As Twitter is invaded by the masses and loses its cool, experienced users are parading their know-how by littering tweets with increasingly arcane codes: RT for re-tweet of course, L: for location and # for hash-tagging a post with a topical or popular word – #iphone or #lost for example.

Some of this is the simple fun of working within short sentences – the Twitter equivalent of OMG! txt spk – but I think hashtags mean something more.

Hashtags allow people to join a virtual club easily and temporarily. And to leave it just as quickly. People can just dive into a conversation, make a pithy observation about the #brits and dive right out again. No need to subscribe to an email list, no forms to fill in, no facebook group to join. It can be a no-complications, one-tweet stand.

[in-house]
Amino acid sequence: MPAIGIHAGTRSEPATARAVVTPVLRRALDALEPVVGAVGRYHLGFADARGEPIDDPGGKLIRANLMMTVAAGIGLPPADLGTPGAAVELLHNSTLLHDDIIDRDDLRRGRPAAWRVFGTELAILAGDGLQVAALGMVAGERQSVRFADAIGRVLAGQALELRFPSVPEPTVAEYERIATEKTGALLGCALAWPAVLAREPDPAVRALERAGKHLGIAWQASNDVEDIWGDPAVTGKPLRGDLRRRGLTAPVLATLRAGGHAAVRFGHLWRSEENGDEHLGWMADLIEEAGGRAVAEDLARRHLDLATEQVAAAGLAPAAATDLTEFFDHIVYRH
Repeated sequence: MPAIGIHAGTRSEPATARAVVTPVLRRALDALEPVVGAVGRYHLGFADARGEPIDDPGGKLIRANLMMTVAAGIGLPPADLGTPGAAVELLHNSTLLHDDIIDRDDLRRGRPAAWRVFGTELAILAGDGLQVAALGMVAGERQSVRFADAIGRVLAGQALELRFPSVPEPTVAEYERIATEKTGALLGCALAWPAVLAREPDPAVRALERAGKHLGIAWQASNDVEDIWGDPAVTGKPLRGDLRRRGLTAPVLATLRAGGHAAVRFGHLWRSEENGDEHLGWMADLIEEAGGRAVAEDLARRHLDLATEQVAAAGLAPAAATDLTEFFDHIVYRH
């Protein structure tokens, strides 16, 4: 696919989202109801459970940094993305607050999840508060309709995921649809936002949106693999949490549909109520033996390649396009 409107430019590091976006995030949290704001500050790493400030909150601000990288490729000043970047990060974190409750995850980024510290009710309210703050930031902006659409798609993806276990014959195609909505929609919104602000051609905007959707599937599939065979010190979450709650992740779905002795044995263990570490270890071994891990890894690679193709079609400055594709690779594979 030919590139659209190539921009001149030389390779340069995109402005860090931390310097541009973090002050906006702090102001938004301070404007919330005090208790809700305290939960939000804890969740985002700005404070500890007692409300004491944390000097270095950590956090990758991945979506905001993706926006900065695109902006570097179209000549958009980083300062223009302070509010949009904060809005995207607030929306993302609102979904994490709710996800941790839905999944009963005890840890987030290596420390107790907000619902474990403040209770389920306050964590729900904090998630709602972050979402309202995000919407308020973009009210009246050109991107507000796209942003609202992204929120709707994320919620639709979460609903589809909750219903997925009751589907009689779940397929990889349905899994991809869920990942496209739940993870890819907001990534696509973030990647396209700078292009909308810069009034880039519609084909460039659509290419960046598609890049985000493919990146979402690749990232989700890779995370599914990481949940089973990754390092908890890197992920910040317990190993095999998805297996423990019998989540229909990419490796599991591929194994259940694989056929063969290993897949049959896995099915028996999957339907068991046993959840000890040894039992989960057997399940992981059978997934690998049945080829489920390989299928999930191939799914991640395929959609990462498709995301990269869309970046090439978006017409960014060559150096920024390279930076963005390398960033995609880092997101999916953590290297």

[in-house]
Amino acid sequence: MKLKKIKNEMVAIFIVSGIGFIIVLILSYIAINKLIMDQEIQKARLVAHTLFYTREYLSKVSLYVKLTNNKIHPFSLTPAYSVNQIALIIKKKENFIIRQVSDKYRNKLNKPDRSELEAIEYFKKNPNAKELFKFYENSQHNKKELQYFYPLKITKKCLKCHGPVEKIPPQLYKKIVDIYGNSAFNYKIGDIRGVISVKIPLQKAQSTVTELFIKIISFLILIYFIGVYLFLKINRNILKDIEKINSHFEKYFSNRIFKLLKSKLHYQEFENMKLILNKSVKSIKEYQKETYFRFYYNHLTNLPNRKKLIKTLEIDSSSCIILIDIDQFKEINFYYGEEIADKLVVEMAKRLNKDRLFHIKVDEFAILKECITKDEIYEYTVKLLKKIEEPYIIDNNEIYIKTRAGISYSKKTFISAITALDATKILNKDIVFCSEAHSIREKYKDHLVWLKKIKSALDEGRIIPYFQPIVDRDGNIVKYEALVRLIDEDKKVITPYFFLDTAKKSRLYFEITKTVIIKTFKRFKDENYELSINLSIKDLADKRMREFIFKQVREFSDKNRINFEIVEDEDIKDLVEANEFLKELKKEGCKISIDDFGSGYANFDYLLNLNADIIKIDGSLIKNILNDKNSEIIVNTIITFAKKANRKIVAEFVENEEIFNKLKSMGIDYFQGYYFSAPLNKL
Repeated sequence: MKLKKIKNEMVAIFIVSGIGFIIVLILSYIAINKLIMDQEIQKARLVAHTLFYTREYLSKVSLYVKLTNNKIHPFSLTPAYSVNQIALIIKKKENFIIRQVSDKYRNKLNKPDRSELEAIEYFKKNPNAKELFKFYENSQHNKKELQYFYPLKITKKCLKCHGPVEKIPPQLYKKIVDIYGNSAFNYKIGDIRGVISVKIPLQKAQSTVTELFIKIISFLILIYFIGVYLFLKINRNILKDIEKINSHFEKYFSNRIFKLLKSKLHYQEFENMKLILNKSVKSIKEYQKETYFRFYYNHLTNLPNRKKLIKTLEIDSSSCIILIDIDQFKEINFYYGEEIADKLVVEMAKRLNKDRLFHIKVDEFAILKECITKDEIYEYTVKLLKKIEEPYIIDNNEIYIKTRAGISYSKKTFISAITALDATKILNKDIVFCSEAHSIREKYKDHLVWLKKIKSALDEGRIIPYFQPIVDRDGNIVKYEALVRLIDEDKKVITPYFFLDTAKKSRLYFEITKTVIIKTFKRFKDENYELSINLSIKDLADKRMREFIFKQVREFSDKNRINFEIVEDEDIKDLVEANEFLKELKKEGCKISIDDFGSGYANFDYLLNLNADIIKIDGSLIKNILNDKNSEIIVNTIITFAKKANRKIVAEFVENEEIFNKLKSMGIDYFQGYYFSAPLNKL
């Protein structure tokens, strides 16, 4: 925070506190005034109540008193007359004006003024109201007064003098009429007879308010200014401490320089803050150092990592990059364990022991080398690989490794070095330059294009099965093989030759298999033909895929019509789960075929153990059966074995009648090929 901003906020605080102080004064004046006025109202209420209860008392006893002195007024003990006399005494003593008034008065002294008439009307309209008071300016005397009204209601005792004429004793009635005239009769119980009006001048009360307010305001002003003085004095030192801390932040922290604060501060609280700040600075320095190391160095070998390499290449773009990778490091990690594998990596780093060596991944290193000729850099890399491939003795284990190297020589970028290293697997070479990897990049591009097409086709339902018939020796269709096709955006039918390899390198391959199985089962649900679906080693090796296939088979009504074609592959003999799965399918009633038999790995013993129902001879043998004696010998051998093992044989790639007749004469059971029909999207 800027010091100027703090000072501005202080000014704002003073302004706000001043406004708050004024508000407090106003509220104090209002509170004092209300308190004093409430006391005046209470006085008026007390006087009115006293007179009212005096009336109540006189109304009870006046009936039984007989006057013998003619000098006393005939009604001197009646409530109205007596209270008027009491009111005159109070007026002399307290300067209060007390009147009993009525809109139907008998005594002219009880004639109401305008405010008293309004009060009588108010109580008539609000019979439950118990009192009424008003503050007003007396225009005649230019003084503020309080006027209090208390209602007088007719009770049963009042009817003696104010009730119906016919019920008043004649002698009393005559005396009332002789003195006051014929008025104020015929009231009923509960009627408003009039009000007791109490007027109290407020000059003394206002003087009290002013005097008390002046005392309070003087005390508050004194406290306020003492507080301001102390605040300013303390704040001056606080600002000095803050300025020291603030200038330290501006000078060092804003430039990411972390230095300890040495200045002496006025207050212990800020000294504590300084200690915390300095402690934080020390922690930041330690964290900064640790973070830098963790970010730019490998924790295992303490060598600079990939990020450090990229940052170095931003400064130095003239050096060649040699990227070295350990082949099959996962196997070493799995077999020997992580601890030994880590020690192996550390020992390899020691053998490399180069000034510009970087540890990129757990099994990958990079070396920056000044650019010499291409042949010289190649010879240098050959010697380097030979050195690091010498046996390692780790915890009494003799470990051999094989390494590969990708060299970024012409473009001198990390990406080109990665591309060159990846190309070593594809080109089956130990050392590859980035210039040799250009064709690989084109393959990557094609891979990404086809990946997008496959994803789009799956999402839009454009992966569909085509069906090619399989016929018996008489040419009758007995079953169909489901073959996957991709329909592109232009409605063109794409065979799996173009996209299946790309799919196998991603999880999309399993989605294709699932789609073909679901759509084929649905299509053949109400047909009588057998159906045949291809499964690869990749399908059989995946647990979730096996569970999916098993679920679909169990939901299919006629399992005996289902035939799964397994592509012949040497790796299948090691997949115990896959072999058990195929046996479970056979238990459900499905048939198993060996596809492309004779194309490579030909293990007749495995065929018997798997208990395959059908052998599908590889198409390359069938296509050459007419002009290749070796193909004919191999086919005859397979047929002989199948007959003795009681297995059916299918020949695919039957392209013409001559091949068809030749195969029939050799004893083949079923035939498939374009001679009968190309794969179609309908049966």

They are perfectly suited for an world where attention is ever-more scarce and people are wary of sharing personal data. But they’re also wonderful fun – the ideas flitting in and out of existence in perfect harmony with their true value and popularity.

They’re hashmemes if you like.

Right now #oscars is in vogue but once the red carpet is rolled back up, it’ll disappear as a living idea until the next time enough of us shine a torch on it.

Hashtags.org allows anyone to see what’s hot at any moment, and even includes graphs describing most hashmemes’ beautifully short lifespans.

Marketers have to work pretty hard to jump on such fast-moving bandwagons. Indeed the only way to do it is to keep running. Only if you’re already up to speed with the conversation can you expect your brand to contribute something useful and credible.